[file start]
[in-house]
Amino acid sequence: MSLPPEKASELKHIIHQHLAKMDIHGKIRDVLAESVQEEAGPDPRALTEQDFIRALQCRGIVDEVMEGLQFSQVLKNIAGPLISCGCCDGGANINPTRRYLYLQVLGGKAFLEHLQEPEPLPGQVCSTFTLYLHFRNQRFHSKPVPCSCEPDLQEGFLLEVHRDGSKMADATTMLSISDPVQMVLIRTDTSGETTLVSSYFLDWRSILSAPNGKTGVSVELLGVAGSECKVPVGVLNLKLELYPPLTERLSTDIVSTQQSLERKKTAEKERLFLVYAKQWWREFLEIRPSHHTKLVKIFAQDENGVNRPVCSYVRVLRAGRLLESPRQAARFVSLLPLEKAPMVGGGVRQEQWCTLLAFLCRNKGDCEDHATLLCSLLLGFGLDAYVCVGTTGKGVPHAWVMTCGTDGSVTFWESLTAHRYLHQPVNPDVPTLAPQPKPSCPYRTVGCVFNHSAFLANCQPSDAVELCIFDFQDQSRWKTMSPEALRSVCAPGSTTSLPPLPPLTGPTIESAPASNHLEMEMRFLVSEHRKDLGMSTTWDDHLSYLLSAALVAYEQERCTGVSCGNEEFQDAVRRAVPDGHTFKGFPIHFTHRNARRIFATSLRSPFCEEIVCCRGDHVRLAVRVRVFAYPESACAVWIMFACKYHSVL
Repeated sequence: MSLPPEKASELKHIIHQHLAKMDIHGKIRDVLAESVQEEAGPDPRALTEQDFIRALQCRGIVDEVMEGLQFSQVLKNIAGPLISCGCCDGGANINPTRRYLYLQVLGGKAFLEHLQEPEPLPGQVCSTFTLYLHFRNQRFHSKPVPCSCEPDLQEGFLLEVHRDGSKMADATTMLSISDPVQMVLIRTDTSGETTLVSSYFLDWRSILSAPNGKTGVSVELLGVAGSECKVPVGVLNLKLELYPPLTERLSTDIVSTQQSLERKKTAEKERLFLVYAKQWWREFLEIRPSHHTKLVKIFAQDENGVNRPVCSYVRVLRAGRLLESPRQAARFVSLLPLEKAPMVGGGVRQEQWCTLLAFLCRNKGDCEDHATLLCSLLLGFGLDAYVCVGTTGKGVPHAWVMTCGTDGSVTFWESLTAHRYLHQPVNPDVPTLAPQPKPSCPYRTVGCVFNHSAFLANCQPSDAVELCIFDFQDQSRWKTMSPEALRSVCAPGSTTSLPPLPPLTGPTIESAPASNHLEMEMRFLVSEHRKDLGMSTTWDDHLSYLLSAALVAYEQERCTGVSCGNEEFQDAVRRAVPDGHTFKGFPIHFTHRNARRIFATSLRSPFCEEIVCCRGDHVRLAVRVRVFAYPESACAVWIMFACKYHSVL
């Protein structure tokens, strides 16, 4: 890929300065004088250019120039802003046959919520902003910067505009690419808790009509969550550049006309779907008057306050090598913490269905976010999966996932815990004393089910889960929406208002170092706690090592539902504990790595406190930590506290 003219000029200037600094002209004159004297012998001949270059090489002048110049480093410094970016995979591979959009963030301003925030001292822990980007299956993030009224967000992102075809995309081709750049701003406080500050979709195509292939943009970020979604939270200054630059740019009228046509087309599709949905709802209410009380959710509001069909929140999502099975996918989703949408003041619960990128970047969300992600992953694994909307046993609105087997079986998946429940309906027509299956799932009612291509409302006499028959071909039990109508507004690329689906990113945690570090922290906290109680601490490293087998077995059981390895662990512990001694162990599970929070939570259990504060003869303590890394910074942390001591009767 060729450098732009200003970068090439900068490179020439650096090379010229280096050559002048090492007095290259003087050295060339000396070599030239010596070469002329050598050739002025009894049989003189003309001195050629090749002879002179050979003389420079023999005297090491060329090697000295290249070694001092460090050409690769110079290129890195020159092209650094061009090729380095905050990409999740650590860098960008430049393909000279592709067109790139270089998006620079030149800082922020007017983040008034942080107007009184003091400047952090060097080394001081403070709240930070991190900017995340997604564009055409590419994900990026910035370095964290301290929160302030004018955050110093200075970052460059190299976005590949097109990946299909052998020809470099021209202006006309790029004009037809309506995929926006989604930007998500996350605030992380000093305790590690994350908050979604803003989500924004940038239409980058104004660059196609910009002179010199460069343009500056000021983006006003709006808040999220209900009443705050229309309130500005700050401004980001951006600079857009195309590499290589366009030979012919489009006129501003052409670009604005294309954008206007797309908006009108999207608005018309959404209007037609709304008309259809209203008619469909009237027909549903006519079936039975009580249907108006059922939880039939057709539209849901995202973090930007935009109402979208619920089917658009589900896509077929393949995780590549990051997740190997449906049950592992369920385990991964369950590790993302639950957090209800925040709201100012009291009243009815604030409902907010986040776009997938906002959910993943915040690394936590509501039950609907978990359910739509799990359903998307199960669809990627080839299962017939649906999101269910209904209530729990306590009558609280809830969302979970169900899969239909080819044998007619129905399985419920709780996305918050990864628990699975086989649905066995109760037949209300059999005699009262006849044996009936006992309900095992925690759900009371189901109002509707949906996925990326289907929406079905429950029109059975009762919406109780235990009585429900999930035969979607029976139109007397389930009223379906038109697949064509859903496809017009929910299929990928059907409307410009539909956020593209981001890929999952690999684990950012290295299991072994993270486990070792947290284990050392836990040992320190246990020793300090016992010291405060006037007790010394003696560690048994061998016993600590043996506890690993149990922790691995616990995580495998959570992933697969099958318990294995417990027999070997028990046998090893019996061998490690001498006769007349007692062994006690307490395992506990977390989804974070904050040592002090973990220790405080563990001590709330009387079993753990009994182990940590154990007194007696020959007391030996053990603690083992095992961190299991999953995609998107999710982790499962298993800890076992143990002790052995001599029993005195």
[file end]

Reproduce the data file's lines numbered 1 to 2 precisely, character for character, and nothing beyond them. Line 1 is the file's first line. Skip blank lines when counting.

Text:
[in-house]
Amino acid sequence: MSLPPEKASELKHIIHQHLAKMDIHGKIRDVLAESVQEEAGPDPRALTEQDFIRALQCRGIVDEVMEGLQFSQVLKNIAGPLISCGCCDGGANINPTRRYLYLQVLGGKAFLEHLQEPEPLPGQVCSTFTLYLHFRNQRFHSKPVPCSCEPDLQEGFLLEVHRDGSKMADATTMLSISDPVQMVLIRTDTSGETTLVSSYFLDWRSILSAPNGKTGVSVELLGVAGSECKVPVGVLNLKLELYPPLTERLSTDIVSTQQSLERKKTAEKERLFLVYAKQWWREFLEIRPSHHTKLVKIFAQDENGVNRPVCSYVRVLRAGRLLESPRQAARFVSLLPLEKAPMVGGGVRQEQWCTLLAFLCRNKGDCEDHATLLCSLLLGFGLDAYVCVGTTGKGVPHAWVMTCGTDGSVTFWESLTAHRYLHQPVNPDVPTLAPQPKPSCPYRTVGCVFNHSAFLANCQPSDAVELCIFDFQDQSRWKTMSPEALRSVCAPGSTTSLPPLPPLTGPTIESAPASNHLEMEMRFLVSEHRKDLGMSTTWDDHLSYLLSAALVAYEQERCTGVSCGNEEFQDAVRRAVPDGHTFKGFPIHFTHRNARRIFATSLRSPFCEEIVCCRGDHVRLAVRVRVFAYPESACAVWIMFACKYHSVL